Like slut, “self-promotional” is a charge levied against women for the purpose of silencing, shaming and shutting them down. It refers less to unseemly behavior and more to an idea that whether the offender is too aggressive, too self-confident or simply too unique, she is a woman who has stepped out of the can-can line and seems to be enjoying herself and her continuing success too much.
How frequently are men:
Called aggressively self-promotional in a negative way?
Seen as a problem for making it known within the workplace that they are seeking promotion, an increase in pay, an increase in responsibility — and making sure their superiors can easily track their accomplishments as a path to getting there?
Encouraged to “lean back” and not worry so much about how to get from the present to the goal, however improbable, because it will all work out? Encouraged to gain more experience before taking risks that will help them grow?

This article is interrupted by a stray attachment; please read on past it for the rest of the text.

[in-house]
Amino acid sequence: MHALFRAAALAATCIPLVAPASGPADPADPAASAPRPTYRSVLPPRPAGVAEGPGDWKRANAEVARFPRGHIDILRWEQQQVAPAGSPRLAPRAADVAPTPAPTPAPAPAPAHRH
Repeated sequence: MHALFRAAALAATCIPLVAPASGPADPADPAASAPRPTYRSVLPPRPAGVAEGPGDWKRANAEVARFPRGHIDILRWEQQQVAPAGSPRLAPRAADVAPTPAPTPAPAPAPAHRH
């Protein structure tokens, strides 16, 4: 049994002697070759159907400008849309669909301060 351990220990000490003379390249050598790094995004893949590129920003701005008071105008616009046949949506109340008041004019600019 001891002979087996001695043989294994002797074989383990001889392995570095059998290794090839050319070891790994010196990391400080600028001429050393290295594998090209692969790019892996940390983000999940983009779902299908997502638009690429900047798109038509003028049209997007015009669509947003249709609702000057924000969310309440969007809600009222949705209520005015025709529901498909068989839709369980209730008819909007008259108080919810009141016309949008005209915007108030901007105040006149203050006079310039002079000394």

The answer is, they’re not. Certainly nowhere near as much as women. Examine your personal life. Look at the proportion of Congress (less than one in five elected representatives are women). Take a business example and consider the aggressively self-promotional Richard Branson, founder of Virgin Group, and how he is commonly portrayed as charismatic and chasing the dream.
Bluntly, self-promotion is part of chasing the dream. You are much more likely to achieve success and get what you want if you make it known to yourself and others what your pot of gold at the end of the rainbow looks like, and how far along the beam you’ve traveled so far. Without shame and with pride.
I’ve found that women who first come to my attention with a “self-promotional” whisper coiling around their reputations tend to be women I love. How exciting to have dreams. How wonderful to go for it. How silly to claim that a woman should sit down, shut up and take whatever bits are tossed at her. If you’re doing something cool, we should all be so lucky to hear about it and share in your success. And if you’re calling another woman self-promotional as a slur, kindly shut up.